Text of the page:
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Commons Confidential: One contest Boris Johnson will be happy to lose

Your weekly dose of gossip from around Westminster.

By Kevin Maguire

<span style="letter-spacing:
-.1pt”>As Pestminster’s harassment crisis rumbles on, a group of Tory women MPs discussed who the biggest creep is on their side of the House of Horrors. The blond lothario Boris Johnson will for once be happy to lose a contest. My snout whispered that the wretch is a middle-ranking male minister who had an affair with a female cabinet minister. His crime was to boast graphically, ungallantly, loudly and regularly about the eye-watering details of what the pair got up to. The Tory sisterhood is as unforgiving as Labour’s.

<span style="letter-spacing:
-.1pt”>Elsewhere, a Tory with the determined air of a good-natured head girl, Nicky Morgan, explained, “I’m the other one,” in Central Lobby to a visitor mistaking her for “Amber” (Rudd). The unabashed caller requested a selfie anyway. Less tolerant is Ken Livingstone. The one-time London mayor groaned when a member of the public muddled him up with his arch rival Boris Johnson. Another inquired, “Are you that old wizard in Game of  Thrones?” The upside is that no misguided soul has confused Livingstone with Hitler.

<span style="letter-spacing:
-.1pt”>Cometh the hour,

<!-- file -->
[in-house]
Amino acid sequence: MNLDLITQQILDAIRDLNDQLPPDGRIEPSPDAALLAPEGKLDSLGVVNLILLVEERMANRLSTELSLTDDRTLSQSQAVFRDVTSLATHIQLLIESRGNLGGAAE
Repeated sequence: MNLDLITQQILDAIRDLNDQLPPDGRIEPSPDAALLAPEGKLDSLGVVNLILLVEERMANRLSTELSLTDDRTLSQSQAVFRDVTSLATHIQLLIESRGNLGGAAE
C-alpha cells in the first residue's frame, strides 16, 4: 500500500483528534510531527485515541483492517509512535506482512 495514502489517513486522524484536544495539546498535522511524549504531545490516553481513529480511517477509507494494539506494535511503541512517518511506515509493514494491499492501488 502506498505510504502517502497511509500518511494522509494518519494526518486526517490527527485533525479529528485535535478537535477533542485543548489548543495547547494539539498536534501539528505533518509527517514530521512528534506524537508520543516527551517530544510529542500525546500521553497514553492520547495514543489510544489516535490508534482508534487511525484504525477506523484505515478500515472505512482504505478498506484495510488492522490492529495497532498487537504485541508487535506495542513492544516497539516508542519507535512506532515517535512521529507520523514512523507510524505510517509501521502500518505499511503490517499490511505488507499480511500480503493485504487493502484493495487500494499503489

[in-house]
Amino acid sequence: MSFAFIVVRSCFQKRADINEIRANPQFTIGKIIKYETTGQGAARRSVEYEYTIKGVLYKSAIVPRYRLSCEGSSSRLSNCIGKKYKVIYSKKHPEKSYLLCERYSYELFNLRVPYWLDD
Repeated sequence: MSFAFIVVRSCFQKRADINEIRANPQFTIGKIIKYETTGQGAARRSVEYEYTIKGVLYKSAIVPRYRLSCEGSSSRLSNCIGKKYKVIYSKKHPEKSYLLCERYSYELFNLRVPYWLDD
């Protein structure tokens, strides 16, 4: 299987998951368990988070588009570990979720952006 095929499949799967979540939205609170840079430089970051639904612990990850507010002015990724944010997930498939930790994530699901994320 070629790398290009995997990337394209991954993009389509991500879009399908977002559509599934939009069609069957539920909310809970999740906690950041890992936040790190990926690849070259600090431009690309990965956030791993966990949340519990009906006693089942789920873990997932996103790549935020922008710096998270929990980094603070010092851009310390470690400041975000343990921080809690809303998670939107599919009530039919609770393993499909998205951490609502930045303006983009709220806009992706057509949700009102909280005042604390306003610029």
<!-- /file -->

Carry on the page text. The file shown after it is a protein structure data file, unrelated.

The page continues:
cometh the Beast of Bolsover. Inserting prayer cards into brass holders to bag seats on the green benches is the Commons equivalent of British holidaymakers rising early to place towels on Spanish sun beds. A gaggle of MPs, including Desmond Swayne and Philip Hollobone, stood bewildered when the official who dates the cards was absent. To the rescue arrived Dennis Skinner, who grabbed the ink pad and stamp to sanction cards for all.

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All for one and one for all in the Parliamentary Labour Party, where a flood of MPs claimed £25 refunds after Newcastle’s no-nonsense Catherine McKinnell complained that parliamentarians who’d bought expensive all-access passes were barred from the floor of September’s conference. Ordering a round “on Jeremy” in the bar with the mini-windfalls is socialism reaching the parts other parties cannot reach.

<span style="letter-spacing:
-.1pt”>Momentum threats
to take over Labour affiliates are good for business. The coffers of the party’s Irish Society bulge with £10 fees from a counter-revolution, with an unusually popular AGM overspilling into a second room in Portcullis House. In the uproar, Stoke’s statuesque Ruth Smeeth was mistaken for a heckler. The MP told to sit down had only stood up to inform colleagues that a division had been cancelled, so they could stay to vote for a vote that counted.

<span style="letter-spacing:
-.1pt”>King of the selfie
Jeremy Corbyn skipped a royal audience with William Windsor at the Daily Mirror’s Pride of Britain awards in favour of mingling with hoi polloi. Always a Republican, never a courtly Cavalier.

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This article appears in the 01 Nov 2017 issue of the New Statesman, Boris: the joke’s over